Greater understanding will produce better policies and programs. For example, a program that promotes employment in underdeveloped areas of Mexico would further a goal of keeping citizens in their places of origin. A proportion of the population will still migrate to the United States because of social networks or cultural traditions engendering the desire to move north. However, a thorough analysis of which types of migrants are likely to stay in their places of origin, if opportunities allow,would help policymakers design incentives.
The motives for Mexicanmigration vary depending on the personal circumstances of potential migrants, the extent of insufficient development and infrastructure, and the regional disparities in everything from business competitiveness and tax collections to the quality of schools and healthcare services. These variations make it important to craft different policies that can target a heterogeneous population.
The stereotypical perception of Mexican immigrants is that they come from the lowest rungs of Mexican society. In fact, Mexican immigrants in the United States are more likely to have completed eightto nineyears of education than those remaining in Mexico,and less likely to have completed either fewer years of education or college. In other words, the least educated and the most educated are less likely to migrate to the United States.
Geographically, most migrants come not from the most-disadvantaged areas of Mexico but from those with low or medium poverty levels (see Figure 2). The traditional migrant-sending regions of central and western Mexico, which have relatively low poverty levels, continue to account for a large, albeit shrinking, proportion of total migration to the United States. International migration is costly, after all, and those in poverty might be unable to afford the trip.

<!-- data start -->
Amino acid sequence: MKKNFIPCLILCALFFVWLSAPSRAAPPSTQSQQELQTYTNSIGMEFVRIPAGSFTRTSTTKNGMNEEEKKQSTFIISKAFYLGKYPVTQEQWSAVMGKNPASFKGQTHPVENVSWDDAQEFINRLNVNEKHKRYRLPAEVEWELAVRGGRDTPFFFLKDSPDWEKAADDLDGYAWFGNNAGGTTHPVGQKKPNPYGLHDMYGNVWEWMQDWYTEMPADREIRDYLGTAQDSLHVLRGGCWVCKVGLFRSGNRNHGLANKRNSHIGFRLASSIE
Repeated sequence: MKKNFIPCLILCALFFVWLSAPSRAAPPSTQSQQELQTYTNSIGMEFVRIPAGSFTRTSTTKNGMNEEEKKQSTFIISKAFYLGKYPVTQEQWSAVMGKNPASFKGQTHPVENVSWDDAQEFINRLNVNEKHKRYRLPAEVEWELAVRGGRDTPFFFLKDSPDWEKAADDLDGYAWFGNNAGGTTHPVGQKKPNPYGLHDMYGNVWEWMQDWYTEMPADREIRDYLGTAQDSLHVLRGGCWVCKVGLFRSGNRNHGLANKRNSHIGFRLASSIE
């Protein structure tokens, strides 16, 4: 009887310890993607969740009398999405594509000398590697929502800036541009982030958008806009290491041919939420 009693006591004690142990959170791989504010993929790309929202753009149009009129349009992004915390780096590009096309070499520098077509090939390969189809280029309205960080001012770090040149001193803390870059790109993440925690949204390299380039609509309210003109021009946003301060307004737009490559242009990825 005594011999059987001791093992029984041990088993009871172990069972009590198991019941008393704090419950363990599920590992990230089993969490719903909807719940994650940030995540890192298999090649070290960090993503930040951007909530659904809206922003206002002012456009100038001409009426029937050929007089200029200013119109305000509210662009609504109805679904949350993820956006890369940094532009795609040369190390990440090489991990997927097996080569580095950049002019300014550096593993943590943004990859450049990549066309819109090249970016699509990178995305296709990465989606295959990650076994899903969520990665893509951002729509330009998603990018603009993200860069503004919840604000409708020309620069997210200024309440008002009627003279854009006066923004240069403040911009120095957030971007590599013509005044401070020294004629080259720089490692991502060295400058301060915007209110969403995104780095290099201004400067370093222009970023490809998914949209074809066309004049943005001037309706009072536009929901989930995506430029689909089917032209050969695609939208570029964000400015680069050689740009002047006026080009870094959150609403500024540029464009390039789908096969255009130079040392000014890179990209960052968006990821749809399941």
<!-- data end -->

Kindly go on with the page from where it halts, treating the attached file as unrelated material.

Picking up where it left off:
Recently, the migrant-sending regions have begun to spread throughout Mexico, and so the flow of migrants might increasingly come from lower-income areas and those with lower education and skill levels than in previous decades.It would be helpful for policymakers on both sides of the border to track these kinds of demographic, geographic, educational, and socioeconomic trends among migrants—and use the data to craftinnovative policies not only for immigration and labor but also for education, infrastructure, and economic growth.
Bilateral Social Security
Long-term Mexican migrant workers who were born before 1951have accumulated, on average, 10 percent more net household wealth than their nonmigrant peers.Workingin the United States, however,may also nullify a worker’s eligibility for public retirement benefits or restrict their amount. In both the United States and Mexico, access to public retirement benefits requires that workers pay into the country’s social security system for a minimum number of years. In the United States, theminimum is 10 years. Within the Mexican Social Security Institute, which is designed for private-sector workers, the minimum is currently25 years. Each country’ssystem also bases the calculation of an individual’s benefit amount on the contributions made by that person in only that country.
To make social security contributions portable between countries, many countries have instituted bilateral social security agreements, also called “totalization” agreements. Since 1978, the United States has entered into such agreements with 19 European countries, Canada, South Korea, Chile, Australia, and Japan. Mexico has made similar agreements with Italy, Argentina, Spain, and Canada.In June 2004, an agreement between the United States and Mexico to coordinate social security benefits was drafted, but it has yet to be reviewed by the U.S. Congress and subsequently approved by the Mexican Senate.